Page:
Any social satire is not complete without the other side of the equation. Viewers have been introduced to the beleaguered Portia, who suffers at the hands of her rich boss, and the out-of-place Harper, whose politics put her at odds with her husband's rich friends. But also thrown into the mix are Italian locals Lucia and Mia. Though not apparently so down on their luck, Lucia doesn't mind taking the gig of being Dominic's hired girlfriend for the week. Lucia and Mia commence running around the hotel, playing on the bar piano, and antagonizing Valentina at the front desk. And though they are technically not guests and Valentina disapproves of their antics, they are the most charming characters this season.

Lucia specifically is the foil to the Di Grasso family. Though they have come to investigate their Sicilian roots, they seem to care little for the culture. They self-admittedly do not know any Italian and have not planned their trip to Bert's grandmother's village with any sensitivity. Dominic's adventures on this trip — one that his wife and daughter were also supposed to be on — devolve into debauchery as he invites Lucia and Mia into his hotel room where his father can hear their raucous partying. Only one conclusion can be made from this storyline. There is nothing wrong with Lucia and Mia making money off of oblivious Americans who come into their home. In fact, it makes them the true heroes of the season so far.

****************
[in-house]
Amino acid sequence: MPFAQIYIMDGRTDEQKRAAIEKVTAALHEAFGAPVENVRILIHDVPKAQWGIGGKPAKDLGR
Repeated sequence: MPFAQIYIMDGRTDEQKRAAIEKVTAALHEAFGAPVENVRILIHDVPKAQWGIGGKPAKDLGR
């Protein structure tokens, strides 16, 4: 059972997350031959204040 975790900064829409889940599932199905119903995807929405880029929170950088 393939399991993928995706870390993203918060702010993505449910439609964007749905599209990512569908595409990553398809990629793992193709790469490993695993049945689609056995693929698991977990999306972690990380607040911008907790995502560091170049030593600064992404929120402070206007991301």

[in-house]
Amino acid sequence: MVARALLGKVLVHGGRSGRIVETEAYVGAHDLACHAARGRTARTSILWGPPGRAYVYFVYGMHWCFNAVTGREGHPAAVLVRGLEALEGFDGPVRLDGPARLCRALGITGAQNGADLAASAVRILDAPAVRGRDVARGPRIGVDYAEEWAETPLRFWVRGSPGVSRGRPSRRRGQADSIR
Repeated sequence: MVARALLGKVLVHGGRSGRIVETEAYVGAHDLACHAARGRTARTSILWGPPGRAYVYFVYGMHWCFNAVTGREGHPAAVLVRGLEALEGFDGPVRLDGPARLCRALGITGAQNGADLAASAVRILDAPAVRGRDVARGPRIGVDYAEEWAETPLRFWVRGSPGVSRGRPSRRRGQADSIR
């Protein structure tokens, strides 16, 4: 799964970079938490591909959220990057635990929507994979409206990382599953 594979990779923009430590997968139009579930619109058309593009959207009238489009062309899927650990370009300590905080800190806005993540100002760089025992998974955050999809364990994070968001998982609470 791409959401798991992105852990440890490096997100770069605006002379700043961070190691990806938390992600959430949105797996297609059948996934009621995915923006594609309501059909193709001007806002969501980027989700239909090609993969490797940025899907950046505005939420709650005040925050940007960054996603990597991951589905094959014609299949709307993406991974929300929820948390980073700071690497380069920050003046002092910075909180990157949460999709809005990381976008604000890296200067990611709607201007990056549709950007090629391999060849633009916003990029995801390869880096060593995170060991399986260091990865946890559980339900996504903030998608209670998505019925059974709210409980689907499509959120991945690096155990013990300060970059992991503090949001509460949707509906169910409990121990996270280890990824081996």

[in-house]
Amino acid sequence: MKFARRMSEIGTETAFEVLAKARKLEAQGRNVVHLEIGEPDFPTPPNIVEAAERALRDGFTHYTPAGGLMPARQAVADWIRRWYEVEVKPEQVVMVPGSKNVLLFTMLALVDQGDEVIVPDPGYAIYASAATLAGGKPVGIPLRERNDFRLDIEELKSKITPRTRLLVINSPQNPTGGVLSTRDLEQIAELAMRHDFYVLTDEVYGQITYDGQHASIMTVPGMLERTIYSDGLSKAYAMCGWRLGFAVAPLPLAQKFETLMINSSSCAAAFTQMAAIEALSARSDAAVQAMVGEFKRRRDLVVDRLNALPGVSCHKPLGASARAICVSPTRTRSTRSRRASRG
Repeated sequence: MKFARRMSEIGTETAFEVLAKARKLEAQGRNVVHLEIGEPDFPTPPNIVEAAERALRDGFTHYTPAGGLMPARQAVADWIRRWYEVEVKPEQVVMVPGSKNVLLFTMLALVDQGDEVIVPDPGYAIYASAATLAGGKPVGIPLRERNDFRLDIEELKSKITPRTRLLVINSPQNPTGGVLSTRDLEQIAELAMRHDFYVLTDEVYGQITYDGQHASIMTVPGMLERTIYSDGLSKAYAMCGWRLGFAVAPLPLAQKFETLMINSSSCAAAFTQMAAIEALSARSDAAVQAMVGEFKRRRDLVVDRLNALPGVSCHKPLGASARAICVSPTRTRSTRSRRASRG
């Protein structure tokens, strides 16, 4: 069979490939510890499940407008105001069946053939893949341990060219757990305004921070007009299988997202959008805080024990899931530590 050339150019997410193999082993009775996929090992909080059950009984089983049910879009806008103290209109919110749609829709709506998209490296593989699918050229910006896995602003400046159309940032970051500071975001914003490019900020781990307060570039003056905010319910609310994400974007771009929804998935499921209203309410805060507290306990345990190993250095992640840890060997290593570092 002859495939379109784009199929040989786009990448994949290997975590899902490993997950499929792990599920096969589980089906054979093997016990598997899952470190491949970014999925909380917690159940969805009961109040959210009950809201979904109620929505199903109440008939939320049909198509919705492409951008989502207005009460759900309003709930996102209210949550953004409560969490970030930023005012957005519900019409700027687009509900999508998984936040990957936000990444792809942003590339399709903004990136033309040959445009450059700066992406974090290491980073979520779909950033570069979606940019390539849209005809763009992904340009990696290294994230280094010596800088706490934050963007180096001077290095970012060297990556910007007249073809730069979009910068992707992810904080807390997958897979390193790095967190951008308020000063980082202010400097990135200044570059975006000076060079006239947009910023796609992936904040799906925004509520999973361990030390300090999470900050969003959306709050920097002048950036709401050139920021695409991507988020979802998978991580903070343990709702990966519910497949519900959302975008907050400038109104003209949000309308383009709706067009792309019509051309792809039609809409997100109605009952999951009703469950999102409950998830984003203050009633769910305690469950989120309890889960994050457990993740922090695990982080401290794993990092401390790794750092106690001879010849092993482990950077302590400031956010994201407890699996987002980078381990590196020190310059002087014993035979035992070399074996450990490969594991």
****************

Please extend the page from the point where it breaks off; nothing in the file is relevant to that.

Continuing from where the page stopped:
When does The White Lotus Season 2, Episode 3 air?

The third episode of "The White Lotus" Season 2 airs on Sunday, November 13 at 9 p.m. EST, airing on HBO and streaming on HBO Max. The slow burn of Episode 2 only further sets up the dread that is sure to follow. Portia has perhaps the best situation of the episode, going on a date with Albie (Adam DiMarco) and only being slightly put off by his tone-deaf announcement that nice guys always finish last. But with Greg on his way back home, Tanya will need more support than ever. Portia is trapped with her employer, unable to escape the doom that certainly awaits her.

And while Bert may seem like just a textbook case of old-man misogyny, he knows more than he lets on. He gives his son advice on repairing his marriage, knowing that Dominic is continuing his affairs. And as Bert watches the natural movie choice for his Sicilian vacation, "The Godfather," he is given a piece of advice. "Sicilian women are more dangerous than shotguns," Calo tells Michael Corleone in the film. A well-placed foreshadowing for Dominic's Italian friends? Only time will tell.